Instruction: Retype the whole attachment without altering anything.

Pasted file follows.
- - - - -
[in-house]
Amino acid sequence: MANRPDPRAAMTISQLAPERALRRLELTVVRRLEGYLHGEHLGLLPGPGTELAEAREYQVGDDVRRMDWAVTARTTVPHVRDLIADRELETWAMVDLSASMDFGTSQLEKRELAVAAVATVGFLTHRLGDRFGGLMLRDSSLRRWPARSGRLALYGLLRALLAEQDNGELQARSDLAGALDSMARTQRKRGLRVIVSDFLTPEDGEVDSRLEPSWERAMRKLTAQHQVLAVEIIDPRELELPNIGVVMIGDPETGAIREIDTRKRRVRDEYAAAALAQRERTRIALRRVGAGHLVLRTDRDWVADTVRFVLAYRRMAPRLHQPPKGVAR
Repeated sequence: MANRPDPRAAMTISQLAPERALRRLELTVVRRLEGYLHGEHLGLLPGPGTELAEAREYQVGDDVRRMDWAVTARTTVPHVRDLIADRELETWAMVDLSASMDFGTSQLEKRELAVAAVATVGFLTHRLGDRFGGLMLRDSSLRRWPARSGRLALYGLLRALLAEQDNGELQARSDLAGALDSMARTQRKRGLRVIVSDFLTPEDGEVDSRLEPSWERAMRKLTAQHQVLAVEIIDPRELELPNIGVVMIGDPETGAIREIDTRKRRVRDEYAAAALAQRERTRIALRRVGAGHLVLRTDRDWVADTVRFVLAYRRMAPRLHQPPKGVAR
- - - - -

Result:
[in-house]
Amino acid sequence: MANRPDPRAAMTISQLAPERALRRLELTVVRRLEGYLHGEHLGLLPGPGTELAEAREYQVGDDVRRMDWAVTARTTVPHVRDLIADRELETWAMVDLSASMDFGTSQLEKRELAVAAVATVGFLTHRLGDRFGGLMLRDSSLRRWPARSGRLALYGLLRALLAEQDNGELQARSDLAGALDSMARTQRKRGLRVIVSDFLTPEDGEVDSRLEPSWERAMRKLTAQHQVLAVEIIDPRELELPNIGVVMIGDPETGAIREIDTRKRRVRDEYAAAALAQRERTRIALRRVGAGHLVLRTDRDWVADTVRFVLAYRRMAPRLHQPPKGVAR
Repeated sequence: MANRPDPRAAMTISQLAPERALRRLELTVVRRLEGYLHGEHLGLLPGPGTELAEAREYQVGDDVRRMDWAVTARTTVPHVRDLIADRELETWAMVDLSASMDFGTSQLEKRELAVAAVATVGFLTHRLGDRFGGLMLRDSSLRRWPARSGRLALYGLLRALLAEQDNGELQARSDLAGALDSMARTQRKRGLRVIVSDFLTPEDGEVDSRLEPSWERAMRKLTAQHQVLAVEIIDPRELELPNIGVVMIGDPETGAIREIDTRKRRVRDEYAAAALAQRERTRIALRRVGAGHLVLRTDRDWVADTVRFVLAYRRMAPRLHQPPKGVAR